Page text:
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Eligibility for Community Living Supports Policy

Policy Issue

Eligibility criteria established by government opens the door to services for children and youth with special needs, adults with developmental disabilities and their families. Restrictive eligibility criteria results in people living a marginalized existence without the supports and services they require.

Presently, government has different definitions for children and youth who have special needs and adults who have developmental disabilities. These definitions form the basis for determining eligibility for and access to supports and services.

The BC Ministry of Children and Family Development defines children and youth with special needs as:

"Those children and youth up to 19 years of age who require significant additional educational, medical/health and social/environmental support — beyond that required by children in general — to enhance or improve their health, development, learning, quality of life, participation and community inclusion" (MCFD website, 2013).

Families who have children and youth with special needs often find themselves on lengthy waitlists for the type of assessments required to determine eligibility, or are falling outside the eligibility criteria for specific programs.

Community Living BC (the crown agency responsible for providing services to adults with developmental disabilities) eligibility criteria for community living services include:

  • significantly impaired adaptive functioning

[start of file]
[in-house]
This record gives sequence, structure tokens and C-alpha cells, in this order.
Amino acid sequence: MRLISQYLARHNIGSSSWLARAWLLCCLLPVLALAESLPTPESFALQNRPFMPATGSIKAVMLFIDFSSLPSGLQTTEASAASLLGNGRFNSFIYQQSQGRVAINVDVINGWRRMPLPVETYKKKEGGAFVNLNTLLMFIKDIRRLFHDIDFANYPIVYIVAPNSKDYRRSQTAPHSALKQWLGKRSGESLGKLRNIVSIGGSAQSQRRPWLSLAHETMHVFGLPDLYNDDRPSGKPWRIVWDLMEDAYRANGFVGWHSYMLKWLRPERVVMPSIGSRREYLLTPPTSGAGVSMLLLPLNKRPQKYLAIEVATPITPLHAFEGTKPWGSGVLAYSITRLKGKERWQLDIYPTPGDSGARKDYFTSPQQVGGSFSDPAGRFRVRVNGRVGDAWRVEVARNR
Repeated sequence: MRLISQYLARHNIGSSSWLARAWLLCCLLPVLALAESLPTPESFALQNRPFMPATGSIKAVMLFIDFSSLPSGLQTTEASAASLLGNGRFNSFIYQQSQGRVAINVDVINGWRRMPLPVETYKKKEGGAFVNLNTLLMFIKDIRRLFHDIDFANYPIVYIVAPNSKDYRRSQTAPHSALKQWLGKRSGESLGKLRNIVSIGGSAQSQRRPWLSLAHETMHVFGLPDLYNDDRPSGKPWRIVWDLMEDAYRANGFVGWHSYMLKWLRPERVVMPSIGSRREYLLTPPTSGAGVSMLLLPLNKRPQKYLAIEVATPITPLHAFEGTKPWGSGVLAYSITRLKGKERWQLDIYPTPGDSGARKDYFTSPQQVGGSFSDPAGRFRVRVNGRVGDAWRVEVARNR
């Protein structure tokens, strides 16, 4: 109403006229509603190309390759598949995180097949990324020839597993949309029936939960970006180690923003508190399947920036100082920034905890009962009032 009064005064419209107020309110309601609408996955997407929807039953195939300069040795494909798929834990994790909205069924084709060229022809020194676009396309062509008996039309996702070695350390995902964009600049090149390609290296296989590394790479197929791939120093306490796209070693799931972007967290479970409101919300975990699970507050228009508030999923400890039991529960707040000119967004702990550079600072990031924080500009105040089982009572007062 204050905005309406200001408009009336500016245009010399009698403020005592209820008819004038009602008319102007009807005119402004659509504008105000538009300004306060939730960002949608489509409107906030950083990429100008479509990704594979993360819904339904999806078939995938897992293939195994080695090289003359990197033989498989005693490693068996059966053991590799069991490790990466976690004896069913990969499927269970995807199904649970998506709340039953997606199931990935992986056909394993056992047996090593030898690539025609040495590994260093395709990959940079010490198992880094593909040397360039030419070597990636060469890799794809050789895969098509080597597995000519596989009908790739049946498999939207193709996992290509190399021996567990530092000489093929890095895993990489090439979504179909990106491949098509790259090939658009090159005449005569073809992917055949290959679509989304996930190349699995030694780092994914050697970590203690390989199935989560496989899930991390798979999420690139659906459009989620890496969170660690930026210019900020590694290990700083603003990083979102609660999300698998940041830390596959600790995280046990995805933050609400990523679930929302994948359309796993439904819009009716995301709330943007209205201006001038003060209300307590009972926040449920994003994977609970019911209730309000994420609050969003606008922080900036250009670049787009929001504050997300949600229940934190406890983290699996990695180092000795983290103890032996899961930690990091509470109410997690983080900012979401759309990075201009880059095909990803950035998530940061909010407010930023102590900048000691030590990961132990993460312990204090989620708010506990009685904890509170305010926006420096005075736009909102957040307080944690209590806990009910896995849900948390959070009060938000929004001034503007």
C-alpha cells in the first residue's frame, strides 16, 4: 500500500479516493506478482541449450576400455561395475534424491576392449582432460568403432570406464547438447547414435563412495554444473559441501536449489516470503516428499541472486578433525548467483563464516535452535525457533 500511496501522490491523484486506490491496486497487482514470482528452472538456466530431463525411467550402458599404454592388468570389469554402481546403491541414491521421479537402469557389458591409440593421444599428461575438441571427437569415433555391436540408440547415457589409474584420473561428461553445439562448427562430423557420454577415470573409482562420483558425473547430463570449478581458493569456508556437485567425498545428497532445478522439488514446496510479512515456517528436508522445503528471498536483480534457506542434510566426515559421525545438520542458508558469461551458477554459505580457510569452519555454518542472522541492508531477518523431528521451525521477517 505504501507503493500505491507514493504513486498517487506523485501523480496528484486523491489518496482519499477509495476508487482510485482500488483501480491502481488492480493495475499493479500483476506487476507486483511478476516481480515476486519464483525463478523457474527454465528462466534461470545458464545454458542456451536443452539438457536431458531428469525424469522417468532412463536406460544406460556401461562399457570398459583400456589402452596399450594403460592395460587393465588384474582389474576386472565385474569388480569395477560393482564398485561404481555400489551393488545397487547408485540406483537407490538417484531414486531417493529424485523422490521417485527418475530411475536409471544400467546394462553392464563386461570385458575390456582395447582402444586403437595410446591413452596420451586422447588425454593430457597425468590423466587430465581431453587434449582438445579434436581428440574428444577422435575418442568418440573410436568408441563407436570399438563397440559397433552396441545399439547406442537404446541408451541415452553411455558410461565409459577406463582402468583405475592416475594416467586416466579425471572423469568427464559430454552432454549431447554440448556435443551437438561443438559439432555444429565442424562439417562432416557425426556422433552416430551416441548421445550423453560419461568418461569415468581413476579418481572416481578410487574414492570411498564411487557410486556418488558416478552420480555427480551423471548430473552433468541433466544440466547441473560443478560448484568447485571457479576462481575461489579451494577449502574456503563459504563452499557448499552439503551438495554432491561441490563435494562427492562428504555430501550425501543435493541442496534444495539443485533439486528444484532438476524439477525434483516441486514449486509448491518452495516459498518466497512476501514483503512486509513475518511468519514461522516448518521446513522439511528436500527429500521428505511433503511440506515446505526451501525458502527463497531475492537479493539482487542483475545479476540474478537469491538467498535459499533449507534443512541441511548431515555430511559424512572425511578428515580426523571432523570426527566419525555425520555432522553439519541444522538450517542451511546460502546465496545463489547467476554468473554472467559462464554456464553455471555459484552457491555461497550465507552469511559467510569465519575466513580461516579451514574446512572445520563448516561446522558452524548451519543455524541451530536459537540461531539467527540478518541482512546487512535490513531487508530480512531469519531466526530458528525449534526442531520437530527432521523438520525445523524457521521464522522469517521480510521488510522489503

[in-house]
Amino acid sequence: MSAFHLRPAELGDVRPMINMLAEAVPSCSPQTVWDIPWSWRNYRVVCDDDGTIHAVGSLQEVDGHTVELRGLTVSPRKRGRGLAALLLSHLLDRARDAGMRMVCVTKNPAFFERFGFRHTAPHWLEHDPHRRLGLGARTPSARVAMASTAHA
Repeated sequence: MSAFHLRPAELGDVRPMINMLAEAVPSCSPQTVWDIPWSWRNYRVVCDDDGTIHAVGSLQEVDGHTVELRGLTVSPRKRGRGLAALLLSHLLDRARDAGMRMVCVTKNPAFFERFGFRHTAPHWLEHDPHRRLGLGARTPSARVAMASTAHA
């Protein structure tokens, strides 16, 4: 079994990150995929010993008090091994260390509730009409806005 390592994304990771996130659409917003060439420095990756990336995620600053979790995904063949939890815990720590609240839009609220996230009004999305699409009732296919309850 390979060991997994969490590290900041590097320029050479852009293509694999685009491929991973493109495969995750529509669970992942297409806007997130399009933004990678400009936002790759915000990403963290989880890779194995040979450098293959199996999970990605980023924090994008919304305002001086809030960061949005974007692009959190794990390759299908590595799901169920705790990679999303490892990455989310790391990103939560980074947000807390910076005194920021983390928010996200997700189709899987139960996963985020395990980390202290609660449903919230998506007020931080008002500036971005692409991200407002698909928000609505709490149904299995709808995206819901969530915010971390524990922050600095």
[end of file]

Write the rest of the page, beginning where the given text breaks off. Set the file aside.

• ƒsignificantly impaired intellectual functioning
  • these limitations must have started before age 18

To meet the assesment criteria for adult services, CLBC requires documentation from a professional that states they meet the “Diagnostic Criteria for Mental Retardation” cited in the DSM-IV-TR.

According to the DSM-IV, three criteria must be met:

  1. an IQ below 70,
  2. "significant limitations in two or more areas ofadaptive behavior (as measured by an adaptive behavior rating scale, i.e. communication, self-help skills, interpersonal skills, and more)", and
  3. "evidence that the limitations became apparent before the age of 18."

Because of different definitions and eligibility criteria, children and youth with special needs who receive supports and services, are not always deemed eligible for adult supports and services when they turn 19 years of age.

Purpose

To ensure that fair eligibility criteria are established for children and youth with special needs and adults with developmental disabilities to facilitate timely access to needed supports and services.

Guiding Principles

1. Eligibility criteria should ensure that children and adults who require services and supports receive the help they need when they need it.

2. Eligibility is multi-faceted and should not be based on single determinants like IQ or adaptive behaviour assessments.

Background

In recent years, government directives have resulted in a narrowed interpretation of the eligibility criteria being implemented and fewer adults requiring support being accepted into service. In 1999, a government communication regarding the management of the budget resulted in an over emphasis on IQ in determining eligibility for community living services for adults.